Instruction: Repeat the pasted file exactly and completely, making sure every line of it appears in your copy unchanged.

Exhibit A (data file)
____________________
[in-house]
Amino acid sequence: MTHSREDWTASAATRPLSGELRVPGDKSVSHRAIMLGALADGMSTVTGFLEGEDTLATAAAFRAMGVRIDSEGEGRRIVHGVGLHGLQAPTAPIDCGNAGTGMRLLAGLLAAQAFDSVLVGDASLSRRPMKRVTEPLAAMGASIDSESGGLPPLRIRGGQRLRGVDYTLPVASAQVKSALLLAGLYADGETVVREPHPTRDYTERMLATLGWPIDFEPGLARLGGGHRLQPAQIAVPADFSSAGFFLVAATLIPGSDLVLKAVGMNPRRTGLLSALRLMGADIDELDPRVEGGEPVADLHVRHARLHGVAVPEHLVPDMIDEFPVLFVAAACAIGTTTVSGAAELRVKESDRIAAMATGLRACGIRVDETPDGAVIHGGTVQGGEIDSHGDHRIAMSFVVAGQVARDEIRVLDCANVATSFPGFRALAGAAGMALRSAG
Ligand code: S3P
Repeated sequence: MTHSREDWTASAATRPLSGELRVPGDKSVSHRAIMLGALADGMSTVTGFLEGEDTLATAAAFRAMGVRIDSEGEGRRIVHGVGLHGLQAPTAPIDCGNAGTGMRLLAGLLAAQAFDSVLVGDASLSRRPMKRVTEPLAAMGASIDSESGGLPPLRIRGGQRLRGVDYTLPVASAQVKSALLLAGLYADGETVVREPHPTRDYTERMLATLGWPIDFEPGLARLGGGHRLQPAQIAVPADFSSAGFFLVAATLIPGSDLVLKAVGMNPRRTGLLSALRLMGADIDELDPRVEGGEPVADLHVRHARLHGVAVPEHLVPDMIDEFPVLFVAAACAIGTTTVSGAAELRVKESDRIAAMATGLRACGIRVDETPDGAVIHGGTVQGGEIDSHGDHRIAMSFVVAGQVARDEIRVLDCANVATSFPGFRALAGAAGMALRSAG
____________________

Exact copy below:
[in-house]
Amino acid sequence: MTHSREDWTASAATRPLSGELRVPGDKSVSHRAIMLGALADGMSTVTGFLEGEDTLATAAAFRAMGVRIDSEGEGRRIVHGVGLHGLQAPTAPIDCGNAGTGMRLLAGLLAAQAFDSVLVGDASLSRRPMKRVTEPLAAMGASIDSESGGLPPLRIRGGQRLRGVDYTLPVASAQVKSALLLAGLYADGETVVREPHPTRDYTERMLATLGWPIDFEPGLARLGGGHRLQPAQIAVPADFSSAGFFLVAATLIPGSDLVLKAVGMNPRRTGLLSALRLMGADIDELDPRVEGGEPVADLHVRHARLHGVAVPEHLVPDMIDEFPVLFVAAACAIGTTTVSGAAELRVKESDRIAAMATGLRACGIRVDETPDGAVIHGGTVQGGEIDSHGDHRIAMSFVVAGQVARDEIRVLDCANVATSFPGFRALAGAAGMALRSAG
Ligand code: S3P
Repeated sequence: MTHSREDWTASAATRPLSGELRVPGDKSVSHRAIMLGALADGMSTVTGFLEGEDTLATAAAFRAMGVRIDSEGEGRRIVHGVGLHGLQAPTAPIDCGNAGTGMRLLAGLLAAQAFDSVLVGDASLSRRPMKRVTEPLAAMGASIDSESGGLPPLRIRGGQRLRGVDYTLPVASAQVKSALLLAGLYADGETVVREPHPTRDYTERMLATLGWPIDFEPGLARLGGGHRLQPAQIAVPADFSSAGFFLVAATLIPGSDLVLKAVGMNPRRTGLLSALRLMGADIDELDPRVEGGEPVADLHVRHARLHGVAVPEHLVPDMIDEFPVLFVAAACAIGTTTVSGAAELRVKESDRIAAMATGLRACGIRVDETPDGAVIHGGTVQGGEIDSHGDHRIAMSFVVAGQVARDEIRVLDCANVATSFPGFRALAGAAGMALRSAG